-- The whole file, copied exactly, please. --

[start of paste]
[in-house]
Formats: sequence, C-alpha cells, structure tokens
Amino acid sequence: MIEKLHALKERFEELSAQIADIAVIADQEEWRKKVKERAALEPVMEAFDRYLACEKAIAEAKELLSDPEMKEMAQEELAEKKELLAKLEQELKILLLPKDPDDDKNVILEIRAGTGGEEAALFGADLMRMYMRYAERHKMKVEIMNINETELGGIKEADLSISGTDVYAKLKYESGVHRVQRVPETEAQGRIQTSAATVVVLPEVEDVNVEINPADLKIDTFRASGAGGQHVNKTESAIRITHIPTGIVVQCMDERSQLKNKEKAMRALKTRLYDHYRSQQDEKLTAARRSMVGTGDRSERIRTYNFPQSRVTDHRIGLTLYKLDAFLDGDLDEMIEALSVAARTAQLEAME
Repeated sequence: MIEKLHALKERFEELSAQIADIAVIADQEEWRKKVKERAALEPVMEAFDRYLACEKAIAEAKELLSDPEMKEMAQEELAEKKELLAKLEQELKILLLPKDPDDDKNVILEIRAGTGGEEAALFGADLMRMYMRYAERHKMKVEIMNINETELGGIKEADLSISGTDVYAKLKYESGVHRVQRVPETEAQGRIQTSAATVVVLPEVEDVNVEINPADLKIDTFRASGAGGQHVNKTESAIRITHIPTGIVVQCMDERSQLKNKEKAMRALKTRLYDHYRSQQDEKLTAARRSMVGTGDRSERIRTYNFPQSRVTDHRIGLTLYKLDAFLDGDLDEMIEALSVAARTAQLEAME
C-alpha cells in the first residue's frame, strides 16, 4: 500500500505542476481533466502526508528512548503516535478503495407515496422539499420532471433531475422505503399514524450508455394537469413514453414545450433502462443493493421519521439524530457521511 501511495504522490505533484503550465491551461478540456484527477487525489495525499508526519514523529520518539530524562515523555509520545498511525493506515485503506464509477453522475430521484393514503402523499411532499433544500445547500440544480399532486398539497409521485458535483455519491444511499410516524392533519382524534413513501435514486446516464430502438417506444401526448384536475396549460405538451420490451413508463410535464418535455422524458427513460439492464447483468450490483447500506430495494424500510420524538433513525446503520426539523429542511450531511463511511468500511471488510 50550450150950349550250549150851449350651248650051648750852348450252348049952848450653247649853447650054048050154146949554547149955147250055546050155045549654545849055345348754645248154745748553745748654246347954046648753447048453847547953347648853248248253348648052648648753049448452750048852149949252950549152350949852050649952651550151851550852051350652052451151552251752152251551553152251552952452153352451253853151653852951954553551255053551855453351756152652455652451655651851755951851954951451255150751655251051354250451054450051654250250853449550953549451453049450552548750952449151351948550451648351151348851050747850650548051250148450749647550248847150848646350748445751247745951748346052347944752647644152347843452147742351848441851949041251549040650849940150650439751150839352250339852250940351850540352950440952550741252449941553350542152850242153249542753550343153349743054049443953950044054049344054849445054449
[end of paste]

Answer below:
[in-house]
Formats: sequence, C-alpha cells, structure tokens
Amino acid sequence: MIEKLHALKERFEELSAQIADIAVIADQEEWRKKVKERAALEPVMEAFDRYLACEKAIAEAKELLSDPEMKEMAQEELAEKKELLAKLEQELKILLLPKDPDDDKNVILEIRAGTGGEEAALFGADLMRMYMRYAERHKMKVEIMNINETELGGIKEADLSISGTDVYAKLKYESGVHRVQRVPETEAQGRIQTSAATVVVLPEVEDVNVEINPADLKIDTFRASGAGGQHVNKTESAIRITHIPTGIVVQCMDERSQLKNKEKAMRALKTRLYDHYRSQQDEKLTAARRSMVGTGDRSERIRTYNFPQSRVTDHRIGLTLYKLDAFLDGDLDEMIEALSVAARTAQLEAME
Repeated sequence: MIEKLHALKERFEELSAQIADIAVIADQEEWRKKVKERAALEPVMEAFDRYLACEKAIAEAKELLSDPEMKEMAQEELAEKKELLAKLEQELKILLLPKDPDDDKNVILEIRAGTGGEEAALFGADLMRMYMRYAERHKMKVEIMNINETELGGIKEADLSISGTDVYAKLKYESGVHRVQRVPETEAQGRIQTSAATVVVLPEVEDVNVEINPADLKIDTFRASGAGGQHVNKTESAIRITHIPTGIVVQCMDERSQLKNKEKAMRALKTRLYDHYRSQQDEKLTAARRSMVGTGDRSERIRTYNFPQSRVTDHRIGLTLYKLDAFLDGDLDEMIEALSVAARTAQLEAME
C-alpha cells in the first residue's frame, strides 16, 4: 500500500505542476481533466502526508528512548503516535478503495407515496422539499420532471433531475422505503399514524450508455394537469413514453414545450433502462443493493421519521439524530457521511 501511495504522490505533484503550465491551461478540456484527477487525489495525499508526519514523529520518539530524562515523555509520545498511525493506515485503506464509477453522475430521484393514503402523499411532499433544500445547500440544480399532486398539497409521485458535483455519491444511499410516524392533519382524534413513501435514486446516464430502438417506444401526448384536475396549460405538451420490451413508463410535464418535455422524458427513460439492464447483468450490483447500506430495494424500510420524538433513525446503520426539523429542511450531511463511511468500511471488510 50550450150950349550250549150851449350651248650051648750852348450252348049952848450653247649853447650054048050154146949554547149955147250055546050155045549654545849055345348754645248154745748553745748654246347954046648753447048453847547953347648853248248253348648052648648753049448452750048852149949252950549152350949852050649952651550151851550852051350652052451151552251752152251551553152251552952452153352451253853151653852951954553551255053551855453351756152652455652451655651851755951851954951451255150751655251051354250451054450051654250250853449550953549451453049450552548750952449151351948550451648351151348851050747850650548051250148450749647550248847150848646350748445751247745951748346052347944752647644152347843452147742351848441851949041251549040650849940150650439751150839352250339852250940351850540352950440952550741252449941553350542152850242153249542753550343153349743054049443953950044054049344054849445054449